Young Female Potato Grower Preps For The Future
Being a young female grower in a predominately male field where the average age hovers around 60, brings both challenges and rewards. Sara Corey, the 2013 Maine Potato Board’s Young Farmer of the Year, has met all of those challenges with the same tenacious “can-do” attitude commonly found in growers who have spent decades in the field.
A second-generation grower, Corey grew up on her family’s potato farm, Daniel Corey Farms, in Monticello, ME, and at 23 years old, is the youngest recipient of the Maine Potato Board’s Young Farmer of the Year award. She is also the first female.
Corey’s official working title on the farm is Director of Agronomy and Variety Development, which includes an impressive breadth of responsibilities that expand as needed. On any given day she can be found in the office managing exports from Monticello all the way to Egypt, in the lab testing tissues, out in the field harvesting, or monitoring the tractors in the field with the advanced GPS app she acquired for the farm.
Hard work is in her DNA, and Corey’s calm and collected approach to an amount of tasks and responsibilities that many typical 23-year-olds might balk at is refreshing to say the least.
The farm was established in 1986 by Corey’s father Daniel, a first-generation farmer, and began as a 52-acre potato operation for the processing and table market. Flash forward to today and the farm has more than 1,000 acres of seed potatoes distributed up and down the Eastern seaboard, as well as for export to a number of countries including Egypt, Brazil, and Uruguay.
By the time she was 12 years old, Corey was required to work on the harvester during her school’s three-week break during peak harvest time. “You’d get off for three weeks, and we were made to work, that’s just how it was. So I was always on the harvester, and I was always in charge of getting my friends to help,” she remembers.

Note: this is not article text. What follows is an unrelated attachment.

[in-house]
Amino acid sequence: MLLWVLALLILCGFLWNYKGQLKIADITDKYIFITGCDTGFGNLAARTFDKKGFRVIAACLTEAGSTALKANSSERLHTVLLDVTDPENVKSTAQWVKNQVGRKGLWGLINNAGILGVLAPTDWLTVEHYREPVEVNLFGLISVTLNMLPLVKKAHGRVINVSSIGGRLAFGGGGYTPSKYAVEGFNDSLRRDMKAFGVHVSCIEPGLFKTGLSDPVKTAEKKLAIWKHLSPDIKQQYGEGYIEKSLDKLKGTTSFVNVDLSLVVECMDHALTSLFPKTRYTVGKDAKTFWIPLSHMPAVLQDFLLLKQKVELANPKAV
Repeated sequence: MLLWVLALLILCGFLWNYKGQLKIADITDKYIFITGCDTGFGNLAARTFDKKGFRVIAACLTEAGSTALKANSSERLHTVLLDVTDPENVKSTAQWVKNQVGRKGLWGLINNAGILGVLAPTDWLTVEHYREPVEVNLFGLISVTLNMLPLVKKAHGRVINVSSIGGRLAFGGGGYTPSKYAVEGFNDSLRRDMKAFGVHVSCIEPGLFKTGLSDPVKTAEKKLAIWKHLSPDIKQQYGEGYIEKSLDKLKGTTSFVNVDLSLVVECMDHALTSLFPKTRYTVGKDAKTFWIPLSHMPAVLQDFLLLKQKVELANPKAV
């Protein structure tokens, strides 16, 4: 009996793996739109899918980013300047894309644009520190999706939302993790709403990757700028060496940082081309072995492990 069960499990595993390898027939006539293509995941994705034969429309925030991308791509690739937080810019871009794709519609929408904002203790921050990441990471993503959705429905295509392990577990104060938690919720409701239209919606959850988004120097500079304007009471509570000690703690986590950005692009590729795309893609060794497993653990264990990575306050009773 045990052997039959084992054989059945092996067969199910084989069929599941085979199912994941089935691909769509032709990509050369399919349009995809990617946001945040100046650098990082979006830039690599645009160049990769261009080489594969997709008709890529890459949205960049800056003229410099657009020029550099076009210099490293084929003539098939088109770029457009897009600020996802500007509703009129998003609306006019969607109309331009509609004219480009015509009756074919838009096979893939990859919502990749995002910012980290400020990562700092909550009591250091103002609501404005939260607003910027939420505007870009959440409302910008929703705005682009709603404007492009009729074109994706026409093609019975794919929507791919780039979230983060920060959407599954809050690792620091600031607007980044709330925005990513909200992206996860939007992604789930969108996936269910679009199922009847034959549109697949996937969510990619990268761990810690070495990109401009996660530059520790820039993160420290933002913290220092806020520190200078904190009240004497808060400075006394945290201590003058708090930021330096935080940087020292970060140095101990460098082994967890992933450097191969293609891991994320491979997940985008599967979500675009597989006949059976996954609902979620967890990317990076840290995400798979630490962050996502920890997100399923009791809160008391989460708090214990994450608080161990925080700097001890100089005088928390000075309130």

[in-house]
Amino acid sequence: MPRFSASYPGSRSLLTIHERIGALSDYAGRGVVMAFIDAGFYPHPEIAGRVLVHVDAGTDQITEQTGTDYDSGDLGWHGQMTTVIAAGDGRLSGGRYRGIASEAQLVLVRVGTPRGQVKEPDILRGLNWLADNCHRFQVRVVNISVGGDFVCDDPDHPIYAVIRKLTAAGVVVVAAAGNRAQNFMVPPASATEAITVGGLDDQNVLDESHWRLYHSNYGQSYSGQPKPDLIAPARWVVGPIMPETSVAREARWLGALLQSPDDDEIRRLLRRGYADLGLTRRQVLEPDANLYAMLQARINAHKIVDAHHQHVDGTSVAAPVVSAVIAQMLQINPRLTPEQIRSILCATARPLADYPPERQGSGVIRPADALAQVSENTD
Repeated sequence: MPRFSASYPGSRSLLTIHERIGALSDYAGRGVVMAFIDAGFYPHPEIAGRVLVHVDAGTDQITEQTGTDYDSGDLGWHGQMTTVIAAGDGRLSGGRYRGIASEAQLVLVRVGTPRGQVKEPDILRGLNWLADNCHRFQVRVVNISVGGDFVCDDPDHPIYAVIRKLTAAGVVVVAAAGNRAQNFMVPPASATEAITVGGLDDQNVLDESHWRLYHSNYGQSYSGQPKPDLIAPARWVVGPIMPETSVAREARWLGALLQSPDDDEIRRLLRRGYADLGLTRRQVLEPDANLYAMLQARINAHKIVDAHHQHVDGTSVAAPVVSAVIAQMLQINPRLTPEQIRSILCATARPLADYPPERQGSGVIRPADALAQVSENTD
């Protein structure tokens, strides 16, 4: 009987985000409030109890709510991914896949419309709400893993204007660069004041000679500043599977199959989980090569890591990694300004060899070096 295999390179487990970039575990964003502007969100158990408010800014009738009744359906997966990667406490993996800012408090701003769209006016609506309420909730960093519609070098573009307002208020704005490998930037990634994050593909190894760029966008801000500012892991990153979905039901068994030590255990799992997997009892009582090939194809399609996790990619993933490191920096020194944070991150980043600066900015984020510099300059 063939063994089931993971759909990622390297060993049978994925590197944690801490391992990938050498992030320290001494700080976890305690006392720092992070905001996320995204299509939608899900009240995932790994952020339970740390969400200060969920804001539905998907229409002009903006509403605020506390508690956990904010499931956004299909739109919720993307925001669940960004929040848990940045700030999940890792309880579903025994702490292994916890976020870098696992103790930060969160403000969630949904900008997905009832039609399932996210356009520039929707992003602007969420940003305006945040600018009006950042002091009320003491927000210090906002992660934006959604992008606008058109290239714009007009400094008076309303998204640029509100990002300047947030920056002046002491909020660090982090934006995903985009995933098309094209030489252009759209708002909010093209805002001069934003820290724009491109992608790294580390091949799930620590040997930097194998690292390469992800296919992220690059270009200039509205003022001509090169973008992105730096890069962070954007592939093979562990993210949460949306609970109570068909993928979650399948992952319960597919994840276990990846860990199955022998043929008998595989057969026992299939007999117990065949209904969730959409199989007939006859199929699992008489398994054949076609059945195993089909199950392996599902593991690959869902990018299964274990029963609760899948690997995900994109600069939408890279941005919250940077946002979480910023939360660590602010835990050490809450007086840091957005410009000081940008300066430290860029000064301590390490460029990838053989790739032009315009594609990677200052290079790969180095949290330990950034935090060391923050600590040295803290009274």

Not surprisingly, her early years on the farm significantly shaped her work ethic and sense of responsibility, and as an added bonus, taught her the value of a dollar.
“You’re working three weeks in a row, 90 hour weeks, and it’s not much more than minimum wage. We were always raised that if you want something, you work for it. So the harder you work, the more you get out of it. I definitely use that now,” she shares.
After spending the bulk of her teenage years on the farm, it was finally time for Corey to graduate high school and make some serious decisions. Was she going to leave the farm and pursue her undergraduate degree? Or was she going to stay on the farm doing what she knew best, and secure the future of her family’s legacy?
Turns out, in the end she was able to do both. When asked what initially inspired her to leave the farm, she explains her thought process:
“You’re graduating high school and you’ve got this great big road ahead of you, and it’s so exciting. I didn’t have anything against the farm. I just wanted to do my own thing, and like any kid out of high school, that’s the mindset.”
Corey eventually went on to receive her Bachelors in chemistry at Husson University in Bangor, ME, but during her second year there, had a change of heart that had her longing to return to the farm.
“[School] wasn’t for me, and that’s when I realized that Dad could really use my help on the farm. I really liked it there and it was very good for me,” she says.
Does she regret her decision to go to school and get a higher education? Not for a second. “It’s really important nowadays to get a degree, and who knows where farming is going to be, you know? It’s just nice to have a backup,” she says.
New Varieties On The Rise
After receiving her bachelor’s degree in chemistry from Husson University in Bangor, ME, just two years ago, Sara Corey returned to the family farm and is already off to a running start. Corey dabbles in all aspects of the business, but one of her primary focuses on the farm is seed potato variety development. She says that the farm is receiving new, high-quality varieties that work well in different growing regions, which enables growers to increase their profitability.
During the variety development process Corey explains that they typically bring in new varieties based on market demand, plant a small amount of that variety, and send samples out to growers who decide whether or not they’re interested based on performance, flavor, etc. If they receive good feedback, they’ll grow more of the variety, and have more supply the coming year.
Some varieties Corey is currently experimenting with are fingerlings, exotic varieties including purple skin/yellow flesh, and purple skin/purple flesh, small garden varieties including an organic variety that’s resistant to late blight, and others suitable for the chipping and processing markets.
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